By Al R. Hodges
Retired IMB Missionary

Sunday School Lessons explore the bibleFocal Passage: 1 Samuel 18:1-5; 20:35-42

There was the reigning, but rejected by God, King Saul. There was the heir apparent to the throne, Saul’s son, Jonathan. There was also Jonathan’s friend, the newly anointed but not yet reigning king, David. But this was no stage play. It was real life drama portraying the faithfulness of two friends and the faithfulness of the God they served. Both David and Jonathan were young men who served in Saul’s army.

True friendship was established between them (I Samuel 18:1-5) the day of Israel’s victory over the Philistines. Jonathan loved and committed himself to David. Saul brought David into the royal household (vv. 1-2). Jonathan found a friend in David, likely because both men were excellent warriors.  In today’s world of “Facebook friends” and casual acquaintances, true friends are rare and must be cultivated. Jonathan made a deep Godly commitment to David, because he loved him (v. 3).  He even gave David his own robe, military tunic, and personal weaponry (v. 4). All this symbolized and sealed a true friendship pact of trust and support. David was so successful in battles against the Philistines that Saul awarded him high military rank, and gave him leadership in the army (v. 5).

Soon Saul’s admiration for David turned to jealousy and hatred. He tried to kill David several times (I Samuel 18:17, 25; 19:1, 9-11), yet Jonathan sought to protect him and bring him back from where he had fled for refuge (ch. 19:18). They devised a secret signal to use if David’s life was in mortal danger (ch. 20:18-34). David would hide in a field where Jonathan would practice archery.  Jonathan would shoot an arrow, and shout to his servant, “Go beyond you to find the arrow.” By this, David would hear and know to run away (v. 22).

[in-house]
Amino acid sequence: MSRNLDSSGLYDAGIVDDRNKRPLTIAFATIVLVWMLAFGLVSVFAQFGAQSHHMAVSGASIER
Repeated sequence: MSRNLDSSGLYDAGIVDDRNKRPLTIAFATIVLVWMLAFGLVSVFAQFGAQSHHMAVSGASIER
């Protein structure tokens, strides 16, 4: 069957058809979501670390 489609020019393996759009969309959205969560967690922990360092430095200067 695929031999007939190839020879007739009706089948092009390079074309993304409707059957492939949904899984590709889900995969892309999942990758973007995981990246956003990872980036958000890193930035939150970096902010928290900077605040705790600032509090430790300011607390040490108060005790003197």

Jonathan and David’s friendship was tested (vv. 35-40). It must have been with a heavy heart that Jonathan went to the field with his servant on pretext of archery practice. The previous day, his own father had tried to kill him in rage over David, removing all doubt from Jonathan’s mind that David must flee (vv. 30-34). As planned, he shot the arrow and shouted to the servant, “It’s beyond you! Hurry, go quickly, don’t stop” (v. 39). Then Jonathan sent the servant away with the bow and arrows (v. 40).

Afterward David came out of hiding (vv. 41-42). He bowed before Jonathan, and they kissed each other and wept. Many times when I was on the African missions field, I saw men who were good friends bow to each other, kiss each other’s cheek, and even hold hands as they walked together. Such oriental customs as bowing and kissing the cheek of a friend, were the cultural expressions David and Jonathan used that day to reaffirm their deep friendship. Prior to parting company, they pledged to care for one another and for one another’s children.  Afterward, they saw each other only once more (I Samuel 23:16-18). Jonathan, along with Saul, would be killed in a battle with the Philistines (ch. 31:2), and David would become King. Much later, true to his word, David cared for Jonathan’s son (II Samuel 9), and remained faithful to the promise he had made to his best friend.